2 90 Ars Math. Contemp. 9 (015) Question 1.. What is the maximum number of colors that can be used in an edge coloring of a connected plane graph in such a way that each of its faces is incident with edges of at most two different colors? The following result gives the answer to Question 1.1. Theorem 1.. Every connected plane graph (on at least two edges) has an edge coloring with at most colors such that each of its faces is incident with edges of at least two different colors. Moreover, if G is simple, then colors are sufficient. Proof. First we show that every connected plane graph without faces of size two has an edge coloring with colors such that these two colors appear on every face. Let G be such a plane graph and let M(G) be its medial graph. Add edges to M(G) to obtain a plane triangulation T. By the Four Color Theorem, T has a proper vertex coloring which uses or 4 colors. Combine the first color class with the second, and combine the third with the fourth. This yields a -coloring of the graph T. It is easy to check that each face of T is incident with vertices of two different colors. This vertex coloring induces a required edge coloring of G. Now assume that the claim does not hold for a connected plane graph with faces of size two. Let G be a counterexample on minimum number of edges. Let e be an edge which is incident with faces f and g, where f has size two. Let G e be the graph obtained from G by removing the edge e. The graph G e is not a counterexample because it has fewer edges than G. Consequently, it has a required coloring. Let h be the face in G e corresponding to the faces f and g in G. Extend the coloring of G e to a coloring of G in the following way. If two colors appear on h, then color e with the third color. Otherwise (three colors appear on h) we color e with a color which does not appear on the second edge of f. This means that the minimum counterexample does not exist. There are graphs which require three colors for such a coloring, for example the connected graph on two vertices and three edges. In this paper, we focus on Question 1.. A face of an edge colored plane graph is called monochromatic or bichromatic if the number of colors used on its edges is one or two, respectively. A face which is neither monochromatic nor bichromatic is called edge loose (or shortly e-loose). The edge looseness (or shortly e-looseness) of a plane graph G is the minimum positive integer k such that any surjective k-edge-coloring involves an e-loose face. This parameter of G will be denoted by els(g). The e-looseness is well defined for all plane graphs having at least one face incident with at least three different edges. (Note that every connected plane graph on at least four vertices has such a face.) Throughout the paper, we will consider only such graphs. Upper bounds.1 1-connected plane graphs Theorem.1. Let G = (V, E, F ) be a connected plane graph. Then els(g) F +. Moreover, this bound is sharp. Proof. Let ϕ be an edge coloring of G such that each of its faces is either monochromatic or bichromatic. First we show that ϕ uses at most F + 1 colors. Clearly, we can assume that ϕ uses at least two colors. This means that at least one face is bichromatic, say f 1. Let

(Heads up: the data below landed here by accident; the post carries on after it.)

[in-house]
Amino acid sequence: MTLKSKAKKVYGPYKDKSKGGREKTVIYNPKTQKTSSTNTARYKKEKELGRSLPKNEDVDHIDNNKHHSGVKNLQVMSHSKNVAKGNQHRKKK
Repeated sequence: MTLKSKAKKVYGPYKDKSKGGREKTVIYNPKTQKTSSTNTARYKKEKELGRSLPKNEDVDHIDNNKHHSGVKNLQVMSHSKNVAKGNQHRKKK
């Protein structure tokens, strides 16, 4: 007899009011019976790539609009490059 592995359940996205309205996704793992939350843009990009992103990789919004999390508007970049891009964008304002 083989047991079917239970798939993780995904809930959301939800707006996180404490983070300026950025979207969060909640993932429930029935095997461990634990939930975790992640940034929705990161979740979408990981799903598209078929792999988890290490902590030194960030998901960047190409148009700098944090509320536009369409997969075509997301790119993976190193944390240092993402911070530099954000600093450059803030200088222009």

3 J. Czap: Edge looseness of plane graphs 91 f be a face of G adjacent to f 1. There is at most one color which appears on f and does not appear on f 1, since the faces f 1 and f share an edge and at most two colors occur on f. The graph G is connected, therefore we can number the faces f 1, f,..., f F of G such that for every i the face f i is adjacent to a face f j for some j < i. Using the argument described above, there is at most one color which appears on f j and does not appear on f 1,..., f j 1. Consequently, ϕ uses at most + ( F 1) colors. This means that every edge coloring with at least F + colors involves an e-loose face. Now we prove that this upper bound is tight. Let H be a connected plane graph on at least three vertices. We insert a new vertex into each face of H and join each new vertex by an edge inside the corresponding face to exactly one of its vertices. In this way we obtain a 1-connected plane graph H. Clearly, we added F (H) edges to H and these new edges are face-independent in H. If we color these face-independent edges with distinct colors and all other edges with the same color, then we obtain an edge coloring of H such that every face is bichromatic. Hence, els( H) F (H) + = F ( H) +.. -connected plane graphs When G is -connected, the bound from Theorem.1 can be improved by one. Let us recall that the (geometric) dual G = (V, E, F ) of a plane graph G = (V, E, F ) can be defined as follows: Corresponding to each face f of G there is a vertex f of G, and corresponding to each edge e of G there is an edge e of G ; two vertices f and g are joined by the edge e in G if and only if their corresponding faces f and g are separated by the edge e in G (an edge separates the faces incident with it). Theorem.. Let G = (V, E, F ) be a -connected plane graph. Then els(g) F + 1. Moreover, this bound is sharp. Proof. Let ϕ be an edge coloring of G such that every face is either monochromatic or bichromatic. This coloring induces a coloring of the dual G in a natural way. Observe that at most colors appear at any vertex of G. Let us choose one edge from each color class, and let the chosen edges induce the subgraph H of G. Each component of H is either a path or a cycle, since the graph G does not contain any loop. Therefore, E(H) = v V (H) deg H(v) V (H) V (G ) = F (G). Since the number of colors used by ϕ equals E(H), we deduce that ϕ uses at most F (G) colors. To see that the bound is tight consider the plane embedding of the complete bipartite graph K,n, see Figure 1. This plane graph has n faces and an n-edge-coloring such that every face is bichromatic. 1 1 n n 1 n n 1 n n Figure 1: A plane drawing of K,n.